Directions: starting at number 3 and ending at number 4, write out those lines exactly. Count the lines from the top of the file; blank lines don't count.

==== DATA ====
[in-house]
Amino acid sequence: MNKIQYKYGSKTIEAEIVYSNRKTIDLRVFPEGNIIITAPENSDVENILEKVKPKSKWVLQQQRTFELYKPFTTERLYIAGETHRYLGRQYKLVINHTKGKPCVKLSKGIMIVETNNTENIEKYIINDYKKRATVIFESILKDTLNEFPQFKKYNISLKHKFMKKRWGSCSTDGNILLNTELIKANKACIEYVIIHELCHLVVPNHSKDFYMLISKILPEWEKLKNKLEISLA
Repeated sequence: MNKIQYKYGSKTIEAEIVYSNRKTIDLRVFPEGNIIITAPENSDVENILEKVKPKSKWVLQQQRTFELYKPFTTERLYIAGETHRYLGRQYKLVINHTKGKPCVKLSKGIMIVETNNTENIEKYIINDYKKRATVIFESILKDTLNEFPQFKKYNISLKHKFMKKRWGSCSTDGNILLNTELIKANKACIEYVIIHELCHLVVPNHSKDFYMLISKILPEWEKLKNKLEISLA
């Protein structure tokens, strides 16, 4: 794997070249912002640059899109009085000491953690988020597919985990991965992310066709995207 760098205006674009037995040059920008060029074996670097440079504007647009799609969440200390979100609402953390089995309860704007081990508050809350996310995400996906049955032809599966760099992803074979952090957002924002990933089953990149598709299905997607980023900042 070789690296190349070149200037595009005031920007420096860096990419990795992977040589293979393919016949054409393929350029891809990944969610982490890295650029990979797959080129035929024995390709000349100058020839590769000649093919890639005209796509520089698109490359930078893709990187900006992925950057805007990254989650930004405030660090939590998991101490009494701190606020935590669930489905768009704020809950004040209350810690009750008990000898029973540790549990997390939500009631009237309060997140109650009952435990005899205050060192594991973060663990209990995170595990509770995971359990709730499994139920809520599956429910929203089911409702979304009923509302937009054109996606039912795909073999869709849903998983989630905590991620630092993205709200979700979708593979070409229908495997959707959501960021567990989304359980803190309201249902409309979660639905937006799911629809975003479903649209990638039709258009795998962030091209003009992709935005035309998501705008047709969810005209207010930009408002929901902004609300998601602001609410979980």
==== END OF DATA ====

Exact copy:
Repeated sequence: MNKIQYKYGSKTIEAEIVYSNRKTIDLRVFPEGNIIITAPENSDVENILEKVKPKSKWVLQQQRTFELYKPFTTERLYIAGETHRYLGRQYKLVINHTKGKPCVKLSKGIMIVETNNTENIEKYIINDYKKRATVIFESILKDTLNEFPQFKKYNISLKHKFMKKRWGSCSTDGNILLNTELIKANKACIEYVIIHELCHLVVPNHSKDFYMLISKILPEWEKLKNKLEISLA
């Protein structure tokens, strides 16, 4: 794997070249912002640059899109009085000491953690988020597919985990991965992310066709995207 760098205006674009037995040059920008060029074996670097440079504007647009799609969440200390979100609402953390089995309860704007081990508050809350996310995400996906049955032809599966760099992803074979952090957002924002990933089953990149598709299905997607980023900042 070789690296190349070149200037595009005031920007420096860096990419990795992977040589293979393919016949054409393929350029891809990944969610982490890295650029990979797959080129035929024995390709000349100058020839590769000649093919890639005209796509520089698109490359930078893709990187900006992925950057805007990254989650930004405030660090939590998991101490009494701190606020935590669930489905768009704020809950004040209350810690009750008990000898029973540790549990997390939500009631009237309060997140109650009952435990005899205050060192594991973060663990209990995170595990509770995971359990709730499994139920809520599956429910929203089911409702979304009923509302937009054109996606039912795909073999869709849903998983989630905590991620630092993205709200979700979708593979070409229908495997959707959501960021567990989304359980803190309201249902409309979660639905937006799911629809975003479903649209990638039709258009795998962030091209003009992709935005035309998501705008047709969810005209207010930009408002929901902004609300998601602001609410979980």